BAE’s tactical cuts: a reflection of a lack of British strategic direction

UK final assembly of crewed combat aircraft will likely end by the mid-2020s, due to a lack of long-term strategy from British governments.

British combat aircraft assembly

By Douglas Barrie, Senior Fellow for Military Aerospace

Up to 1,400 BAE Systems staff in the company’s Military Air business will see their posts go over the next three years as part of the company ‘restructuring’. It will probably be of little consolation to them that the fundamental issues behind the move have less to do with securing (or rather, not securing) additional export sales and arguably more to do with a number of decisions taken, or not, from the early 1990s to 2005 and beyond.

During these two decades the British government, the Ministry of Defence (MoD), and the then British Aerospace took decisions that have left the United Kingdom as only a junior partner in the single next-generation crewed combat aircraft in which it is involved now, the Lockheed Martin F-35 Lightning II Joint Strike Fighter (JSF). At least one crewed combat-aircraft programme and possibly two intelligence, surveillance and reconnaissance unmanned-aerial-vehicle projects were to be abandoned. The UK has instead purchased the MQ-1 Predator and the RQ-9 Reaper from the United States, while by 2005 the MoD saw no need for a crewed combat aircraft beyond the F-35: ’As we are introducing two new highly sophisticated manned combat fast jet aircraft types which are intended to last for more than 30 years, current plans do not envisage the UK needing to design and build a future generation of manned fast jet aircraft beyond these types’, the defence ministry stated in the 2005 Defence Industrial Strategy.

BAE’s two main manufacturing sites for combat-aircraft work are at Warton and Samlesbury, in the northeast of England. The former is home to UK final assembly of the Eurofighter Typhoon multi-role fighter and the BAE Systems Hawk advanced jet trainer, while the latter is the production site for the rear section of the F-35. The company’s Brough site in the east of England produces parts of the Hawk.

The first Hawk, XX154, made its debut flight in August 1974, while the Typhoon flew two decades later in 1994. The first Typhoon prototype was flown the year after the last British-Aerospace-assembled Panavia Tornado strike aircraft was handed over to the Royal Air Force. Additional export sales of the Hawk or Typhoon, welcome though they would be for ‘UK plc’, would be unlikely to extend the production of either type much beyond the mid-2020s.

In the late 1980s and early 1990s the UK was looking to introduce two new combat-aircraft types between 2010 and 2015. One, the so-called SHAR(R) (later known as the Future Carrier-Borne Aircraft), was intended to replace the Sea Harrier; the other would provide a successor to the Panavia Tornado, and was known as the Future Offensive Aircraft (FOA). ‘Air Staff Target 425’ set out the requirements for the FOA, work on which was to include the BAe Testbed low-observable-airframe design during the latter half of the 1990s.

In the early 1990s, the UK became a partner in the US Joint Advanced Strike Technology programme, the precursor to the JSF, and in 1996 joined the JSF concept-demonstration phase. The FOA, meanwhile, was to go through a variety of name changes, including Future Offensive Air System, before being dropped in the early 2000s. In future, it appeared that air-to-surface missions could be met by a mix of cruise missiles launched at long-range stand-off by crewed aircraft, unmanned combat air vehicles and the F-35 when it entered service. Furthermore, the collapse of the Soviet Union, and far less antagonistic relations with Russia during the 1990s, appeared to negate the requirement that the original FOA was intended to address.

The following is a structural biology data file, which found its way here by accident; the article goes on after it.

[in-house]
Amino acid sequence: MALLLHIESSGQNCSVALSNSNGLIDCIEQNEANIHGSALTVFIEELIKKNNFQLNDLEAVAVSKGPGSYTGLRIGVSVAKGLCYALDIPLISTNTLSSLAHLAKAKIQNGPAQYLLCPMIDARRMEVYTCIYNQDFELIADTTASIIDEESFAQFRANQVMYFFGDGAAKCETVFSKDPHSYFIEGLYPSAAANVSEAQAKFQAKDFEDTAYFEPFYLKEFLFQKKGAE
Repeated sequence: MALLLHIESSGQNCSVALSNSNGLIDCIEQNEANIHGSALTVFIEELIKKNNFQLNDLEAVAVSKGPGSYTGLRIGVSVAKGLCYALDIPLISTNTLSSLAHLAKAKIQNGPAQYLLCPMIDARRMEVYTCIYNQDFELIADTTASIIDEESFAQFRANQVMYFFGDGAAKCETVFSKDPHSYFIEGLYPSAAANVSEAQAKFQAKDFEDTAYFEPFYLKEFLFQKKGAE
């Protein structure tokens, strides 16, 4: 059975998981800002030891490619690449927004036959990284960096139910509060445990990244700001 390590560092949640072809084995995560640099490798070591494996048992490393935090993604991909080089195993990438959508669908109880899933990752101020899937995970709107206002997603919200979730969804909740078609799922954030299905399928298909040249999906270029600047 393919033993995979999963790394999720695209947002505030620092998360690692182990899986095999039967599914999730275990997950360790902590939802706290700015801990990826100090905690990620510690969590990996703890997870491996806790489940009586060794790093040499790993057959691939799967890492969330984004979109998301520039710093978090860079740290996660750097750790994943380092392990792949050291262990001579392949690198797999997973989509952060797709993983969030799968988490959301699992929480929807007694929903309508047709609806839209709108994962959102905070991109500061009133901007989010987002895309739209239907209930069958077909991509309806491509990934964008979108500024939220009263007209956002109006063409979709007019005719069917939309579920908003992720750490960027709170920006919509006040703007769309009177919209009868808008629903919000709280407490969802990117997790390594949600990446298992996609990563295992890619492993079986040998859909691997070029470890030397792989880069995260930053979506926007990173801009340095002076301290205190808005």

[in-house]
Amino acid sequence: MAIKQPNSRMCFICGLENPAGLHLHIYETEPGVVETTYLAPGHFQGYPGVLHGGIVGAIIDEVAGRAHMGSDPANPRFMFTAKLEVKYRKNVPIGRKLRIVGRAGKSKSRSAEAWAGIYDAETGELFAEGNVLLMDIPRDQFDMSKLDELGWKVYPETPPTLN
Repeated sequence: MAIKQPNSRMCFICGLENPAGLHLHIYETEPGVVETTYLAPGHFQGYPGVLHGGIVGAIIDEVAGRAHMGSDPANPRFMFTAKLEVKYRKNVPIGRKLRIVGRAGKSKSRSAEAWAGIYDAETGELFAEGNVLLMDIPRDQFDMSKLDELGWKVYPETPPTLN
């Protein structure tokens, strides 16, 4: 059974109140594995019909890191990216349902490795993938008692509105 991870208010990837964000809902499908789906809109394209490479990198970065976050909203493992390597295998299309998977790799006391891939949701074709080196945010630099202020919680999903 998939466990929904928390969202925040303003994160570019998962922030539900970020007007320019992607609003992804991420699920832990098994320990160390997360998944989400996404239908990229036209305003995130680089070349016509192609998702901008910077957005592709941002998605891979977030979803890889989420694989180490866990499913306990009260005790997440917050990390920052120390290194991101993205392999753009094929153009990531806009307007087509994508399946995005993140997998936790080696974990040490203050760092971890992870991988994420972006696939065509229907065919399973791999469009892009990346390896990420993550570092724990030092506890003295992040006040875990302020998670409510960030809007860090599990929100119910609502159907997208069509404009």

The result of all the above is that when Typhoon and Hawk production ends, likely by the mid-2020s, there will at the very least be a hiatus in British final assembly of crewed combat aircraft. But, despite the UK’s reticence in committing to a further generation of crewed combat aircraft beyond the F-35, BAE Systems has looked to exploit some of its know-how in the export arena, for instance in supporting a Turkish effort to develop a combat aircraft. Even so, whether such an approach, without home-nation product endorsement of some form, is sustainable in the long term remains to be seen.

Germany, a partner in both the Tornado and Eurofighter Typhoon, began serious work to consider joint development of a future combat aircraft at the beginning of this year. However, France, rather than Britain, has emerged as its main partner so far, with discussions also held with Spain and Sweden. Yet, a triumvirate of France, Germany and the UK would bring together the three main pillars of European defence aerospace.

All of Europe’s fourth-generation combat aircraft – Gripen, Rafale and Typhoon – will likely end production during the 2020s. A European ‘fifth-generation’ aircraft requirement is beginning to emerge that could help fill at least some of these production lines, but currently any UK involvement is uncertain.

This analysis originally featured on the Military Balance+, the new IISS online database that enables users in government, the armed forces and the private sector, as well as academia and the media, to make faster and better-informed decisions. The Military Balance+ allows users to customise, view, compare and download data instantly, anywhere, anytime.

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